What can you say about Petra Majdic? The Slovenian was delightfully hard to miss on the ski trails. Known as a classic sprint specialist, she was no slouch at distance events either:
From 2002 forward, that is some very consistent skiing, year in, year out. I realize that standardized percent behind the median skier may be a little hard for you to get a sense for, so here’s a different way of looking at it. Majdic’s median distance result from 2002 on was basically 11th. She slipped a bit in 2004 and 2005 (median of 17th in those seasons), but every other season her median was ~11th or better.
You might notice the sudden appearance of higher quality races beginning in 2006. My first thought was that this corresponded (roughly) with the start of the Tour de Ski, an event that Majdic has excelled at. Additionally, the unusual formats and smaller fields can sometimes produce unusually extreme differences compared to the median skier. But only 1/3 of those races below -1.5 after 2006 came from the Tour, so she probably stepped up her distance skiing generally. Note, though, that the presence of several much stronger results only slightly reduces her median results in any given season. I point this out only to remind once again about the difference between gauging performance based on someone’s best results versus their ‘average’ result.
That said, the Tour has been friendly to Majdic’s distance racing. Half of her distance podium results have come from Tour stages. And she surely is stronger in classic events: Read more
Another interesting data-centric post appeared over at NCCSEF, and when it comes to data, I just can’t help myself but comment.
This time we’ve got some slides that seem to be trying to draw a relationship between WJC results and winning a medal at (I believe) the Vancouver Olympic Games. We’re only shown the (partial) results for six skiers, so I’m not sure what exactly the lesson is supposed to be.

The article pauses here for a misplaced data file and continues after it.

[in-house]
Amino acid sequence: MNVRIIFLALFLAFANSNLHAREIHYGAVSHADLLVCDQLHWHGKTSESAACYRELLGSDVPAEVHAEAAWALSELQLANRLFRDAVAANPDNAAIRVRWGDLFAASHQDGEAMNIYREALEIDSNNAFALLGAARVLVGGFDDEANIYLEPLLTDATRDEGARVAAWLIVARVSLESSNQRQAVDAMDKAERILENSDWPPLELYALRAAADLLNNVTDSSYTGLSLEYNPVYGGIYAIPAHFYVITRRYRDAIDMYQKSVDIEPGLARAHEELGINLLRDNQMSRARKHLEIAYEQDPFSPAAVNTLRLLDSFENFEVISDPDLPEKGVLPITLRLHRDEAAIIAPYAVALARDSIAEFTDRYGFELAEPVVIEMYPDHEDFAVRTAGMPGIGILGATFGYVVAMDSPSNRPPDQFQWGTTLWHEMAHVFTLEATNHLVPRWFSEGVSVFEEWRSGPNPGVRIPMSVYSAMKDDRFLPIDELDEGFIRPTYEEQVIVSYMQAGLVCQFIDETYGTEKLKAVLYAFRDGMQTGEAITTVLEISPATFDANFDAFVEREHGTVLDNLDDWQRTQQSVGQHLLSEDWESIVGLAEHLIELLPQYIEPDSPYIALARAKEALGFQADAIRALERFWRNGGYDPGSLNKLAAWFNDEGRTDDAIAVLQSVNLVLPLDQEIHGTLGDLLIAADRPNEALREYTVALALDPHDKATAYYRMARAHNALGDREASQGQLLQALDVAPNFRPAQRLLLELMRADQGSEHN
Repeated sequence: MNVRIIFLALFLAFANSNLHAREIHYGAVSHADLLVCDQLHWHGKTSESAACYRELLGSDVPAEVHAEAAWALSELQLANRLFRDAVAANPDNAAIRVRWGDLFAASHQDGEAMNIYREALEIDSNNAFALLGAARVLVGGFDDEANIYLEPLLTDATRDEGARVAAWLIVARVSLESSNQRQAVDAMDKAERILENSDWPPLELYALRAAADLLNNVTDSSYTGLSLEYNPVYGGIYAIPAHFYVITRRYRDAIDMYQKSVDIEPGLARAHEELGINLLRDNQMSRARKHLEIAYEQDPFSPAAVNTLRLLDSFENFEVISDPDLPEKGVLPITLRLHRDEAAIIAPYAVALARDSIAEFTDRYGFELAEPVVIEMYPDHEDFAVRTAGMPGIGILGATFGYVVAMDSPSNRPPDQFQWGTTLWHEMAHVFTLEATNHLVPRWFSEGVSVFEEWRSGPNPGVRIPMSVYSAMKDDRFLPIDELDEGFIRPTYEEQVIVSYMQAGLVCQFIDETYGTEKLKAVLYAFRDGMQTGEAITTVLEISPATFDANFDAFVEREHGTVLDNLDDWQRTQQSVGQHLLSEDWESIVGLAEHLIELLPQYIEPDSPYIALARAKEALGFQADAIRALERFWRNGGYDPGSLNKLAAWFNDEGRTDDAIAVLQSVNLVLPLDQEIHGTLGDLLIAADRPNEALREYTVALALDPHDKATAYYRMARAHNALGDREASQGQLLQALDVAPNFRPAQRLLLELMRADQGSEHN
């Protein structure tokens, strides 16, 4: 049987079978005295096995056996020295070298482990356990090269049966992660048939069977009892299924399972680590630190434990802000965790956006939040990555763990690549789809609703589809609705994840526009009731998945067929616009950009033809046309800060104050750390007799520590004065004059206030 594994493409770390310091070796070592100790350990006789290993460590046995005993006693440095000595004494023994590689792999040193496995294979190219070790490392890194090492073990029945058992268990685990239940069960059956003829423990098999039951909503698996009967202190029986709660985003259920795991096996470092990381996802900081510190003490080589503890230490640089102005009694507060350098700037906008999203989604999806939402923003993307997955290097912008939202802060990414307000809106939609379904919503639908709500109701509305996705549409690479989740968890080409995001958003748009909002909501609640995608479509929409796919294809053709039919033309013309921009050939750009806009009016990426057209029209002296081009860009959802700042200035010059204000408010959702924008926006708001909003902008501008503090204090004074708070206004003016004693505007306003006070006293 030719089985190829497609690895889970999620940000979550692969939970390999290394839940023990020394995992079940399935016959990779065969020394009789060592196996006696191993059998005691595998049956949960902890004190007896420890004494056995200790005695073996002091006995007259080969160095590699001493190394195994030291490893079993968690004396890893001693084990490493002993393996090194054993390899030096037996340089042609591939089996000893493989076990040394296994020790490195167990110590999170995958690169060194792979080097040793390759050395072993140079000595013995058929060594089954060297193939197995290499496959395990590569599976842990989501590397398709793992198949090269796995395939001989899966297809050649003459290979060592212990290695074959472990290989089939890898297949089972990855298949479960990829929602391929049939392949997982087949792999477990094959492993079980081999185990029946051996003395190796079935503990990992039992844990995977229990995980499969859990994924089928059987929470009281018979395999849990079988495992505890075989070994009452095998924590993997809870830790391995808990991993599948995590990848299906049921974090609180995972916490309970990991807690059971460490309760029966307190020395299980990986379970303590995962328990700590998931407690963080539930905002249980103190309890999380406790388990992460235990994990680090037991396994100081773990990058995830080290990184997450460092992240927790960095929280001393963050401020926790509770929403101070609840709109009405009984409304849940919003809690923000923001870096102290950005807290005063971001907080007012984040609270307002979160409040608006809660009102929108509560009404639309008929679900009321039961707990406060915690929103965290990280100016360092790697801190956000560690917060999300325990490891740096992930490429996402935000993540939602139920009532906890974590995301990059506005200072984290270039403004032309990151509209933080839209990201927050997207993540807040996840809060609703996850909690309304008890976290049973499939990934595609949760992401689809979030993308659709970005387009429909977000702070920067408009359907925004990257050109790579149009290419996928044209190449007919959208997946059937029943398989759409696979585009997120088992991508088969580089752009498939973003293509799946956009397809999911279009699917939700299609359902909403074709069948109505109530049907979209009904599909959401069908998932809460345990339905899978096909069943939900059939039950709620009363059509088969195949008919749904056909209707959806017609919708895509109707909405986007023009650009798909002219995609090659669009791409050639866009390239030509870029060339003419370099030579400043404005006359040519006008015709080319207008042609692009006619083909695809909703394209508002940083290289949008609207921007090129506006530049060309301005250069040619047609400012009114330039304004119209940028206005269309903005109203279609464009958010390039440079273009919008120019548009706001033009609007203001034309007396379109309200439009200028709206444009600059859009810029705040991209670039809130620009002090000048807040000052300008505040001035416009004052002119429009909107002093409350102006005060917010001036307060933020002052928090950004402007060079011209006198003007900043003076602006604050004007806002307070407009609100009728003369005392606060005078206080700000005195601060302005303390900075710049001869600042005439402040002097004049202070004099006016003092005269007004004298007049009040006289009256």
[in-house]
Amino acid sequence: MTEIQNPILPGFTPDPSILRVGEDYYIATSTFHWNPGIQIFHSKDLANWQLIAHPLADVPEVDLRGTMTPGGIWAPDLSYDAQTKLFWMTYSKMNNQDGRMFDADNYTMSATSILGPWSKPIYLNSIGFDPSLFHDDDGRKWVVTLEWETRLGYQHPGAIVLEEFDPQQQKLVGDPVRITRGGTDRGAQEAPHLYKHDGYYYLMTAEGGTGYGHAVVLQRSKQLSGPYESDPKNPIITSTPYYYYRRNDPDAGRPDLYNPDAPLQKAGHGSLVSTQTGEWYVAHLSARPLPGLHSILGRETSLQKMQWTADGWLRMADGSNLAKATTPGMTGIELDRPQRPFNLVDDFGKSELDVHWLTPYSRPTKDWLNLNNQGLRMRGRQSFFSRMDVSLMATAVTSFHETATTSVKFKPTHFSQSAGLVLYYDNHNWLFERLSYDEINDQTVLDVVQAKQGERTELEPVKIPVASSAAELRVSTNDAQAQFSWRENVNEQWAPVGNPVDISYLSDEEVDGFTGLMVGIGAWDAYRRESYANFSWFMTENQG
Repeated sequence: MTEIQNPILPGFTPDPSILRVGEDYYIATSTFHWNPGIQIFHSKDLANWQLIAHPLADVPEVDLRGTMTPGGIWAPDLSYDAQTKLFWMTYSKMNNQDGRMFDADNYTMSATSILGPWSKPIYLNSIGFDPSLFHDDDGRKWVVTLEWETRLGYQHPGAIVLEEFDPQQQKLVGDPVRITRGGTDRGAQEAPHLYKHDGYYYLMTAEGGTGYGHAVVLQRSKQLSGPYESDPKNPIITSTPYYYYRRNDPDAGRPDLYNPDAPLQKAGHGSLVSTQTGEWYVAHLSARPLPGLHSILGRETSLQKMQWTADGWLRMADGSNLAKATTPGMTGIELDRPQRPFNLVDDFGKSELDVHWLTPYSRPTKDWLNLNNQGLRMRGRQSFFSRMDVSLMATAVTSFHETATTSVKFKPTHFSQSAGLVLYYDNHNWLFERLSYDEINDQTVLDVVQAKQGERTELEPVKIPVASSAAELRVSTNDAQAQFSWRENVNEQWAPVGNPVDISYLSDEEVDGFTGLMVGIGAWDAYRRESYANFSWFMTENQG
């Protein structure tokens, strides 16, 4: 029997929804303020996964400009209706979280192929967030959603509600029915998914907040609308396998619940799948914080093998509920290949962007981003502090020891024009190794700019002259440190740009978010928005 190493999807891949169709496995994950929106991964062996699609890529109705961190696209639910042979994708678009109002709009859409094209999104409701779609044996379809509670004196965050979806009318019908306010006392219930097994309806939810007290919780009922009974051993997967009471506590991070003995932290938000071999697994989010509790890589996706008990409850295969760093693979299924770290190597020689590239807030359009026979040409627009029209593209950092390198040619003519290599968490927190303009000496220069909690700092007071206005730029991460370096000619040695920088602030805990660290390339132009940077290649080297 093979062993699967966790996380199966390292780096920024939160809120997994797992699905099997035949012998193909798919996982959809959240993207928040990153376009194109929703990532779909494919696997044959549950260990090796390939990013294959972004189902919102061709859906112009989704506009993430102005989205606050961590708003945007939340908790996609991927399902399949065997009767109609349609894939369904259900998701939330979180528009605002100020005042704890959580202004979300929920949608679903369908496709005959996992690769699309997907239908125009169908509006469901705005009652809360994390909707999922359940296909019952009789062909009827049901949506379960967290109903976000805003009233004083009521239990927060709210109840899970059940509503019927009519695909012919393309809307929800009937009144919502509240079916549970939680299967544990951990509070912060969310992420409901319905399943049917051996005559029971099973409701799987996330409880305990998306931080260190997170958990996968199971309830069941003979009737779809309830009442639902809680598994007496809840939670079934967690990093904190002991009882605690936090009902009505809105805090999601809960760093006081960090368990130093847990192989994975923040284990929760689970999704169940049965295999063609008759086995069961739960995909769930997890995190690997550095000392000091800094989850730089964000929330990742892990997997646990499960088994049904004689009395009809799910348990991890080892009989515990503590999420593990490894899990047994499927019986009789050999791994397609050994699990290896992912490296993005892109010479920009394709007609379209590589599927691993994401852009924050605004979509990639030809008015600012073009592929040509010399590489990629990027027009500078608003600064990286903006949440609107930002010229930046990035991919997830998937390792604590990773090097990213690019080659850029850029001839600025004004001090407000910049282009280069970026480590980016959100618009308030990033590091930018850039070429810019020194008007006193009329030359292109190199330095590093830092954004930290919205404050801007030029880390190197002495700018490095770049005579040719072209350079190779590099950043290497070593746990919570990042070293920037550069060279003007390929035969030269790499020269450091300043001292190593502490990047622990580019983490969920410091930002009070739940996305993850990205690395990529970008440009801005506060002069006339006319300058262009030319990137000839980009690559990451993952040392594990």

We seem to be mixing sprint and distance results together as an indicator for future success. That seems strange to me, but I’m certainly not an expert in that sort of thing. We’ve also selected a curiously successful subset of Olympic medalists to examine. Absent is Pietro Piller Cottrer, who’s best (and only) result at WJC was 32nd (admittedly, a long time ago). Also missing is Aino-Kaisa Saarinen who’s WJC results were 15th and 23rd. How about Tobias Angerer (WJC: 18th, 26th, 28th)? On the other hand, we are shown Marcus Hellner, who’s WJC results were good but not spectacular: 15th and 21st.
The further information provided at the bottom regarding time to an athlete’s first podium also contains mostly skiers who achieved this feat fairly young, but then also two who did not (Gaillard and Rickardsson).
What am I to learn from this? That the right path is to podium at WJC (Northug), except when it isn’t (Bjørgen, Haag)? That the right path is to be successful early in your 20’s on the WC (Northug, Harvey), except when it isn’t (Gaillard, Rickardsson)?